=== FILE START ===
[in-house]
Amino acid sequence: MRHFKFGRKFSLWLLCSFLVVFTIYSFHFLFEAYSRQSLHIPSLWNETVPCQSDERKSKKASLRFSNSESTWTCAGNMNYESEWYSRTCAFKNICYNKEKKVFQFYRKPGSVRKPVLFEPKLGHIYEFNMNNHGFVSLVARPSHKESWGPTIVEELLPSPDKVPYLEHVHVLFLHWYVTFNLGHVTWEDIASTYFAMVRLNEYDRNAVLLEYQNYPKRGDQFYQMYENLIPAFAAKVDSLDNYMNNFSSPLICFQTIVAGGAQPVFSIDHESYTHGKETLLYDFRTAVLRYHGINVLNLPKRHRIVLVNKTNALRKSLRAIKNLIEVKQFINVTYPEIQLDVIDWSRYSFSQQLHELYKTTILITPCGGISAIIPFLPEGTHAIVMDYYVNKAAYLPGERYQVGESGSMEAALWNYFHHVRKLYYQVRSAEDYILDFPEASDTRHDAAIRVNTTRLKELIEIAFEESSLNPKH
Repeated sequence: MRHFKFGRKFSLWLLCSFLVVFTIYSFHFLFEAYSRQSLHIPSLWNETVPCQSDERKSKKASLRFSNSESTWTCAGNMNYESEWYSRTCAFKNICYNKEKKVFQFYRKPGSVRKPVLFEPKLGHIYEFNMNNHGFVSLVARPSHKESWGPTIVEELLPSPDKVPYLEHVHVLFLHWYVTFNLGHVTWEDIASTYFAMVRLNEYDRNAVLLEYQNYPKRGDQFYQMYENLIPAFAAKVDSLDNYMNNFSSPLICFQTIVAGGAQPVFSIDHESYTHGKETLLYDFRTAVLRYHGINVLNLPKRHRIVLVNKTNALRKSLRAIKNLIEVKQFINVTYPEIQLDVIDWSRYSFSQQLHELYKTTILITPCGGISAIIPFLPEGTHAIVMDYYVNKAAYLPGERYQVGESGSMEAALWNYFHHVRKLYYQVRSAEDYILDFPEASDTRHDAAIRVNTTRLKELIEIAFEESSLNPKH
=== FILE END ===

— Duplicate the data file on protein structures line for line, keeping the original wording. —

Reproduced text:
[in-house]
Amino acid sequence: MRHFKFGRKFSLWLLCSFLVVFTIYSFHFLFEAYSRQSLHIPSLWNETVPCQSDERKSKKASLRFSNSESTWTCAGNMNYESEWYSRTCAFKNICYNKEKKVFQFYRKPGSVRKPVLFEPKLGHIYEFNMNNHGFVSLVARPSHKESWGPTIVEELLPSPDKVPYLEHVHVLFLHWYVTFNLGHVTWEDIASTYFAMVRLNEYDRNAVLLEYQNYPKRGDQFYQMYENLIPAFAAKVDSLDNYMNNFSSPLICFQTIVAGGAQPVFSIDHESYTHGKETLLYDFRTAVLRYHGINVLNLPKRHRIVLVNKTNALRKSLRAIKNLIEVKQFINVTYPEIQLDVIDWSRYSFSQQLHELYKTTILITPCGGISAIIPFLPEGTHAIVMDYYVNKAAYLPGERYQVGESGSMEAALWNYFHHVRKLYYQVRSAEDYILDFPEASDTRHDAAIRVNTTRLKELIEIAFEESSLNPKH
Repeated sequence: MRHFKFGRKFSLWLLCSFLVVFTIYSFHFLFEAYSRQSLHIPSLWNETVPCQSDERKSKKASLRFSNSESTWTCAGNMNYESEWYSRTCAFKNICYNKEKKVFQFYRKPGSVRKPVLFEPKLGHIYEFNMNNHGFVSLVARPSHKESWGPTIVEELLPSPDKVPYLEHVHVLFLHWYVTFNLGHVTWEDIASTYFAMVRLNEYDRNAVLLEYQNYPKRGDQFYQMYENLIPAFAAKVDSLDNYMNNFSSPLICFQTIVAGGAQPVFSIDHESYTHGKETLLYDFRTAVLRYHGINVLNLPKRHRIVLVNKTNALRKSLRAIKNLIEVKQFINVTYPEIQLDVIDWSRYSFSQQLHELYKTTILITPCGGISAIIPFLPEGTHAIVMDYYVNKAAYLPGERYQVGESGSMEAALWNYFHHVRKLYYQVRSAEDYILDFPEASDTRHDAAIRVNTTRLKELIEIAFEESSLNPKH